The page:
Monday, May 02, 2011

The Bewildering Beauty of Paris

There is never any ending to Paris, and the memory of each person who has lived in it differs from that of any other. Paris was always worth it, and you received return for whatever you brought to it… Ernest Hemingway, in A Moveable Feast

To inhale Paris preserves the soul.

Victor Hugo

Paris, France is considered by many to be the most romantic city in the world. Whenever I am here I often see couples stopping to kiss.  On the Pont des Arts Bridge by the Louvre Museum are thousands of love padlocks with the lovers names written on them and locked to the guardrails—the keys tossed away into the Seine River flowing underneath. And this is what Paris does—it fills the soul with intimacy and romance so that you want to throw your life into what Allen Ginsburg calls, “…the bewildering beauty of Paris.”

I am here with Heidi of the Mountains for five days before heading to Morocco. It is my fifth visit to this storied city and so I know the neighborhood of the Latin Quarter where I typically stay. The springtime brings people outdoors, so streets are crowded. To stroll is to smell expensive perfumes, see stylish dress, hear many languages, see wonderment in people’s eyes, and now when the temperature is perfect, see street performers with their song and dance. Occasionally one can stop and listen to the distinctive notes of an accordion player sitting on the curb playing tunes of bygone years, tin cup at his feet.

At the Louvre Museum, as usual, a crush of people ten deep are always crammed in front of the Mona Lisa. I get as much pleasure studying an exquisite early self-portrait by Albrecht Durer, (German, 21 May 1471 – 6 April 1528)—and I do not have to peer over any shoulders.

Yesterday we hiked many miles. From our hotel we walked over the Seine River to the Louvre, strolled into the Jardin Des Tulleries (gardens), continued to the Grand Palais and then followed the paths beside the Seine River to the Eiffel Tower. After four hours, we arrived back to the hotel. Within an hour we were back on the street, taking the Metro Subway to one of my favorite places—the famous Pere Lachaise Cemetery. I have been there several times and could easily spend days photographing among the graves, mausoleums and sepulchers. Among the famous people buried are Oscar Wilde, Edith Piaff, Frédéric Chopin, Honoré de Balzac, and perhaps the most visited grave—Jim Morrison, formerly the lead singer for the Doors.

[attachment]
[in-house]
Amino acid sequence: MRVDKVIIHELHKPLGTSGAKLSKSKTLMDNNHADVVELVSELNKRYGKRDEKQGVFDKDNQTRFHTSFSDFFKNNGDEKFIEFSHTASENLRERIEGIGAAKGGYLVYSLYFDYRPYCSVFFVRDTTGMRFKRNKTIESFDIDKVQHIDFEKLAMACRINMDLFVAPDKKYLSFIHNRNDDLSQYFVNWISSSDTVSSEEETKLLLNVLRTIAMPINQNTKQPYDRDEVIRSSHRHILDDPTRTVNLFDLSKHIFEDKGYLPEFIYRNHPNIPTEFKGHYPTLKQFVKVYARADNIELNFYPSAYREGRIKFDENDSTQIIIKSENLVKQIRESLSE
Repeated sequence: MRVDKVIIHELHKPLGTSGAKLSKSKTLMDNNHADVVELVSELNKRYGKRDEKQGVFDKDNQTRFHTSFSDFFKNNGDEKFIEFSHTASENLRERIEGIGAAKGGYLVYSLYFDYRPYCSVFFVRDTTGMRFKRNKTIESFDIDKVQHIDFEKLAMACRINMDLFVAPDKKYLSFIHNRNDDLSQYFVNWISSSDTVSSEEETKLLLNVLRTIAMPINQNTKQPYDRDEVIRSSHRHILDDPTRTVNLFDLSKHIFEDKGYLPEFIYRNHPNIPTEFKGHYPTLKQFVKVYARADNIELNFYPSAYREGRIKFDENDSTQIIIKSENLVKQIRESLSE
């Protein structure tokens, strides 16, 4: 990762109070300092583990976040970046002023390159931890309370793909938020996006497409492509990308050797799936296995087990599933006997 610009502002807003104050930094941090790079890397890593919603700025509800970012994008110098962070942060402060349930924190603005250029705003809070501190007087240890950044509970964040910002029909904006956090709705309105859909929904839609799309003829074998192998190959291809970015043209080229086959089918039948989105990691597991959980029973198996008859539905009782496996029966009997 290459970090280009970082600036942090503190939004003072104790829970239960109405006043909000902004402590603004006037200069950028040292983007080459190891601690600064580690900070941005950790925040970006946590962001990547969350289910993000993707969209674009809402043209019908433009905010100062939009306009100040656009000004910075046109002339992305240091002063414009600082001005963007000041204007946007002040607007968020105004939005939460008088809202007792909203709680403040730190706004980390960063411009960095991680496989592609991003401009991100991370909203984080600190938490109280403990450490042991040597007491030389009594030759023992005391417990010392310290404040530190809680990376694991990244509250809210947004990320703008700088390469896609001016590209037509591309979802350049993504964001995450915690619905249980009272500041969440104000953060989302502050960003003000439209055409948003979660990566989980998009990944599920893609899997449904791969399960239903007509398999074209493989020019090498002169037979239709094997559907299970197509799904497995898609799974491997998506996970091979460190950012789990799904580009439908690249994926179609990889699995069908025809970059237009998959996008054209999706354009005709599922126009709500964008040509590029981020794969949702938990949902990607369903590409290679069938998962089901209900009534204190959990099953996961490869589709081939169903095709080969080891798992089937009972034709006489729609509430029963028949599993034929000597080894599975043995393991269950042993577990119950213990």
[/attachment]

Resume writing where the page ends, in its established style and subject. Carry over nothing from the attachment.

We were so entranced meandering among the graves that when the bells sounded at closing time we barely noticed. Later, Heidi noticed nobody around us and said "I hope we are not closed in here." I laughed and joked that I would choose which mausoleum to sleep in and she could choose hers. She did not find it funny. In fact, when we arrived at the gate it was locked and we guessed that we might not get out. After a slight panic, we eventually found a guard who stared at us with a disgruntled look and shoved us through a gate onto the street.
On the way back we got lost in the subway and took some wrong trains. But it is not so bad—being lost in Paris.

Heidi of the Mountains is full of wonder, and commented that seeing the grandness all around “sure beats looking at adobe walls.” She wants to stay longer but our course is set, so we go to Morocco tomorrow.

A few days ago a terrorist attack occurred in Marrakech and that is where we go first. Now that the USA killed Osama Bin Laden, I do not know what repercussions may occur. But to live in fear is something impossible for me. It is what terrorists want and we must not give them what they are after. I think that the good people of Morocco will be especially grateful for our arrival.
See my other Paris journals from previous visits: This is ParisCinderellaTravel Along The River Of Life

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